When Hitler didn’t meet Churchill

John noted the anniversary of the birth of Winston Churchill yesterday. Among the many qualities that made Churchill a man out of joint with his times was this one: He frequently wrote and spoke favorably of the Jews and in support of the creation of a Jewish homeland. In his book Eminent Churchillians, the prominent historian Andrew Roberts pauses in his chapter on Churchill’s politically incorrect statements on race to observe:

Not all Churchill’s racial characterizations were negative…He believed the Jews to be “the most formidable and the most remarkable race which has ever appeared in the world.” He felt an instinctive affinity for their genius as well as a historian’s respect for their trials, and he supported Jewish aspirations wherever they did not clash with those of the Empire. He may have inherited his philo-Semitism from his father, but he certainly gave it new lustre in his own life.

(Roberts’s quote derives from Churchill’s famous essay “Zionism versus Bolshevism.”)
One striking example of Churchill’s sympathy for the Jews derives from Churchill’s work on his monumental biography of the Duke of Marlborough during Churchill’s “wilderness years.” In 1932 Churchill’s research on the Marlborough biography took him to the European battlefields on which his ancestor had staked his claim to greatness. Churchill continued to Munich and a possible meeting with Adolf Hitler. Martin Gilbert tells the story, but prefaces the story with this revelation:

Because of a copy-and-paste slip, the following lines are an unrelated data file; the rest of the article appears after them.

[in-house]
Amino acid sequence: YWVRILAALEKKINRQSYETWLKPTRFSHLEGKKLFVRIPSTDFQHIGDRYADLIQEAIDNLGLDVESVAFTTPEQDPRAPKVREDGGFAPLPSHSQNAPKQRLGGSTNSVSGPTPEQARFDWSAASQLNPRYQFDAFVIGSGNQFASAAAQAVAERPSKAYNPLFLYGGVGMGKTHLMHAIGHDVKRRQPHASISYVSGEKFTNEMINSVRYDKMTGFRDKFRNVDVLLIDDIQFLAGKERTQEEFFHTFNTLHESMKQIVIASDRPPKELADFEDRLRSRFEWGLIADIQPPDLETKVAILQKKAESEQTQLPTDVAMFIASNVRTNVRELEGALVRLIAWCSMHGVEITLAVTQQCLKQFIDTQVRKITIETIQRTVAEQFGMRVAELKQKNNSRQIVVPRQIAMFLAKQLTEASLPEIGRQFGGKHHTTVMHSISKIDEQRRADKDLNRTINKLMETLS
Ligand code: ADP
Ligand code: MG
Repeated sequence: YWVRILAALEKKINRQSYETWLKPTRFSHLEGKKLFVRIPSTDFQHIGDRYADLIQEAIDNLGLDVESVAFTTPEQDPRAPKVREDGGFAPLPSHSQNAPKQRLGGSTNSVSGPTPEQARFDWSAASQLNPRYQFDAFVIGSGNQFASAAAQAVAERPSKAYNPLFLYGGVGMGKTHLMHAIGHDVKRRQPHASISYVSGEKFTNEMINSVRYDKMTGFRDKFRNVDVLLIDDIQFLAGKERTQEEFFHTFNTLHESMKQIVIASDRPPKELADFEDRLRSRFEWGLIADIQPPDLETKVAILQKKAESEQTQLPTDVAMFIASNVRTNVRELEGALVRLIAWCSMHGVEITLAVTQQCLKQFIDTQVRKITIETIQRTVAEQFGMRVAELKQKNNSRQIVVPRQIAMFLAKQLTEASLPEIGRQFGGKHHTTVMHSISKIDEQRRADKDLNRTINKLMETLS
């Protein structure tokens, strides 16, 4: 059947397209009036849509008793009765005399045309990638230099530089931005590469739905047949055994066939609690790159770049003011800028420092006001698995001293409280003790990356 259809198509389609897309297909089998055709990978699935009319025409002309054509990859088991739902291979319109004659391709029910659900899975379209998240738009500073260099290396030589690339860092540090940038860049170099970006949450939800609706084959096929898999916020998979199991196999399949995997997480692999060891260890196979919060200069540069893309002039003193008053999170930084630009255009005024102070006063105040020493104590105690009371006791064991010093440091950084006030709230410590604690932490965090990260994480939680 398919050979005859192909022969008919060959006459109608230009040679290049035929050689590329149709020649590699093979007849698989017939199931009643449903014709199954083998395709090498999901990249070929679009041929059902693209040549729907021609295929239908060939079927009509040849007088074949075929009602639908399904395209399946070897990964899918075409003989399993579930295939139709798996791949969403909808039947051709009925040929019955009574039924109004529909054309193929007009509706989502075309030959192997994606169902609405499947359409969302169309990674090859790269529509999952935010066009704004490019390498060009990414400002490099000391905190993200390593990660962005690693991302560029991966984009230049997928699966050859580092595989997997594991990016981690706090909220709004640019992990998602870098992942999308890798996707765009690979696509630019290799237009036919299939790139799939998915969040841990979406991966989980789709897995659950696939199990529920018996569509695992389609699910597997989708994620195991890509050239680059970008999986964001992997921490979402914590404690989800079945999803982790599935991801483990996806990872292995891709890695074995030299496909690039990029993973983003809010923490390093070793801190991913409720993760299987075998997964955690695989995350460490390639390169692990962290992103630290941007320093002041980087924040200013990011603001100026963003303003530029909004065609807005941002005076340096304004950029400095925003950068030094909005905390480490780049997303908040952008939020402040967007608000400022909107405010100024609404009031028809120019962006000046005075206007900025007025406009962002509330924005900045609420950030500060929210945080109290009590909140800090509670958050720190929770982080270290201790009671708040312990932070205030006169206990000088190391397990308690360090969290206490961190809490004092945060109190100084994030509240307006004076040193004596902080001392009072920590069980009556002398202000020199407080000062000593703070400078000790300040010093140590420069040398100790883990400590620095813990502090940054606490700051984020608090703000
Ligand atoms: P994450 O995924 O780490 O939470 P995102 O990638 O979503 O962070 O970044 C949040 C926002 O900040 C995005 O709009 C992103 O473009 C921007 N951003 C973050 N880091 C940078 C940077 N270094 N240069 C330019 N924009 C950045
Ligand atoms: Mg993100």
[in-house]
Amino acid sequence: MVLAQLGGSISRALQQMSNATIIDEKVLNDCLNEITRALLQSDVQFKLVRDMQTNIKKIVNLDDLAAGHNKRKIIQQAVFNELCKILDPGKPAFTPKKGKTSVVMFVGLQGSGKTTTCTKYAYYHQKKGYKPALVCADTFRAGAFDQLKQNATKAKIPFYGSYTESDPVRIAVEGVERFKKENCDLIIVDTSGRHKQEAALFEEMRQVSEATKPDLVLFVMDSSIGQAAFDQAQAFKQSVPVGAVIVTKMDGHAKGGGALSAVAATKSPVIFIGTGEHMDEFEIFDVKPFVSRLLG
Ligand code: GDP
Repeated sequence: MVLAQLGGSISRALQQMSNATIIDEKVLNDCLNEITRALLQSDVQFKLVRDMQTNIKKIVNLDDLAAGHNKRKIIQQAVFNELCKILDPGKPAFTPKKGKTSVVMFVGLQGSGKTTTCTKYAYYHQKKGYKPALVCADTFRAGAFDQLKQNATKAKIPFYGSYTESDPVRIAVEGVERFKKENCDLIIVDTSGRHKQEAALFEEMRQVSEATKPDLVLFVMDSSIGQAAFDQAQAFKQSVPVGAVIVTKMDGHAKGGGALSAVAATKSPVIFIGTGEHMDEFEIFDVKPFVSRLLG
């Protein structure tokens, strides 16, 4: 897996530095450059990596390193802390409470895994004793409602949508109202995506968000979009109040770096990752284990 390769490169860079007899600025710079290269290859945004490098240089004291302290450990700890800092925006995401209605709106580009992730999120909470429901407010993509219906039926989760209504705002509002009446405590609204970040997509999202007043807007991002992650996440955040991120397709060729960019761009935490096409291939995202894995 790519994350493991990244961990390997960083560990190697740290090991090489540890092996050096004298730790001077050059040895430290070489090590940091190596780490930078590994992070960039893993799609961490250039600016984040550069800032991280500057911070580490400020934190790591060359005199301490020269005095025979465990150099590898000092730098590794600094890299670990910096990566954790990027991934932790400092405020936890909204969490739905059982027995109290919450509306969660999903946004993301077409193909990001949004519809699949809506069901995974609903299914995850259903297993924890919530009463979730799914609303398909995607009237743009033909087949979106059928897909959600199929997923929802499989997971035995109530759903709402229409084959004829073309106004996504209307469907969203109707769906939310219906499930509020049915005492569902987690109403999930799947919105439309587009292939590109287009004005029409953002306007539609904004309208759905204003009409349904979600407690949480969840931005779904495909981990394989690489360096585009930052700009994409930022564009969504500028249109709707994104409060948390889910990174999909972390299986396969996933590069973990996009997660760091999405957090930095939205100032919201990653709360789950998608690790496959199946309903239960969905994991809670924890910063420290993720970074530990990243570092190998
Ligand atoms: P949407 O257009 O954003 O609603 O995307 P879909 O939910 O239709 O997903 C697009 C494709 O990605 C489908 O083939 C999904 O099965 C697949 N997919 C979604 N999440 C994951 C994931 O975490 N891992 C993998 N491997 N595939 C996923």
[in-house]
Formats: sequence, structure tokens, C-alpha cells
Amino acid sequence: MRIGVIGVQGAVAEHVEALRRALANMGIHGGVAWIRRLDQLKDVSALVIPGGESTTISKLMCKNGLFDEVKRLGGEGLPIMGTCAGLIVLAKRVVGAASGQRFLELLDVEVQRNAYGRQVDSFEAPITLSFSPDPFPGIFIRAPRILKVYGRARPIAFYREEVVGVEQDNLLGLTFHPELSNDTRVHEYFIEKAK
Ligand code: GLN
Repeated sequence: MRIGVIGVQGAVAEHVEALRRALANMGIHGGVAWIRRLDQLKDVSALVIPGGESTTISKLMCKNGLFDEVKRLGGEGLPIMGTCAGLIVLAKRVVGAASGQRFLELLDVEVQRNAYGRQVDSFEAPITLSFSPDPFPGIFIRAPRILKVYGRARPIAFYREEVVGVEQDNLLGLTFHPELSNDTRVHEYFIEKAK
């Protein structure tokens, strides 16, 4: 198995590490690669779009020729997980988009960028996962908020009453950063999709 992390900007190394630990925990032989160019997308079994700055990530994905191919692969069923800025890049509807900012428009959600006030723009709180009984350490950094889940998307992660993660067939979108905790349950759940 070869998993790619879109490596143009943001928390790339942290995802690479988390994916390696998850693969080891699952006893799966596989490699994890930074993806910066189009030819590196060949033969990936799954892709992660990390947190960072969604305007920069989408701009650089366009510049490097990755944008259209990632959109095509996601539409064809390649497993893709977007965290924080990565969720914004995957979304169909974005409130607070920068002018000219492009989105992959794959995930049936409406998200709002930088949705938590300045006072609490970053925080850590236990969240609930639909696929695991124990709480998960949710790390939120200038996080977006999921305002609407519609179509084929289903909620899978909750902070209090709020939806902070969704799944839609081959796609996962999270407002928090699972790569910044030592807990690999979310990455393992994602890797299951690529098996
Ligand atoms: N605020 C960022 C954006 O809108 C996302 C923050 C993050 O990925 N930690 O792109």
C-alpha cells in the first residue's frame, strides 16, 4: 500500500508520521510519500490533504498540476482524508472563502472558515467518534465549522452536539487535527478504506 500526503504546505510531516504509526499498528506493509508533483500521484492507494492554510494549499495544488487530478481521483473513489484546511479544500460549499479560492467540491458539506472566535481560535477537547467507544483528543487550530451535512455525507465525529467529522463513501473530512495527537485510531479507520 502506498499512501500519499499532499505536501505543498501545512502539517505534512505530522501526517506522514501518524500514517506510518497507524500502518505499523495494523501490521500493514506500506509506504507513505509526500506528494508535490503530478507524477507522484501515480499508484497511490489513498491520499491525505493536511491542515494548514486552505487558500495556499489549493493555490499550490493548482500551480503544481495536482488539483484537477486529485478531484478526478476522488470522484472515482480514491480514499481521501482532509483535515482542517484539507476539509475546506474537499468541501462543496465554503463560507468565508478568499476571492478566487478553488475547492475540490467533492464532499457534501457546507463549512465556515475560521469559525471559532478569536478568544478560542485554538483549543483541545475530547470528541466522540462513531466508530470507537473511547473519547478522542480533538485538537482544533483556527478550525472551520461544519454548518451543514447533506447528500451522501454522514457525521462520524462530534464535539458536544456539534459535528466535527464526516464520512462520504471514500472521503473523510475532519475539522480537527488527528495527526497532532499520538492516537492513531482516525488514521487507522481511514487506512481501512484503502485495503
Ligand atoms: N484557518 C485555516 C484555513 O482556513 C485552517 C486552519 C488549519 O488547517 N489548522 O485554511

Every biographer tries to find the key to his subject’s personality, and above all the flaws and weaknesses which are an indispensable part of any biographical presentation. I remember how pleased, actually thrilled, I was some twenty-five years ago, talking to one of those who had been close to Churchill in the Twenties, Thirties, Forties and Fifties. He said to me: “You have to understand, Gilbert, that Winston did have one serious fault.” As a biographer, my ears pricked up and my pen was poised to record and then to follow this up. This gentleman continued, “He was too fond of Jews.” Whether this was a serious fault for some of his contemporaries, for his biographer it was an extraordinary window into his life.

Then the story:

When in November 1932, shortly before Hitler came to power, and Churchill was in Munich doing some historical research about the First Duke of Marlborough,…an intermediary tried to get him to meet Hitler, who was in Munich at the time and had high hopes of coming to power within months. Churchill agreed to meet Hitler, who was going to come to see him in his hotel in Munich, and said to the intermediary: “There are a few questions you might like to put to him, which can be the basis of our discussion when we meet.” Among them was the following question: “What is the sense of being against a man simply because of his birth? How can any man help how he is born?”

Gilbert comments:

This may seem a simple sentiment to us now, but how many people, distinguished people from Britain, the United States and other countries, who met or might have met Hitler, raised that question with him? So surprised, and possibly angered, was Hitler by this question that he declined to come to the hotel and see Churchill.

Gilbert retells this story in Churchill and the Jews: A Lifelong Friendship, which should be supplemented by Michael Makovsky’s Churchill’s Promised Land: Zionism and Statecraft.
FOOTNOTE: My friend Glenn Ellmers reminds me of the best part of the story. In The Gathering Storm Churchill remarks: “Thus Hitler lost his only chance of meet­ing me.”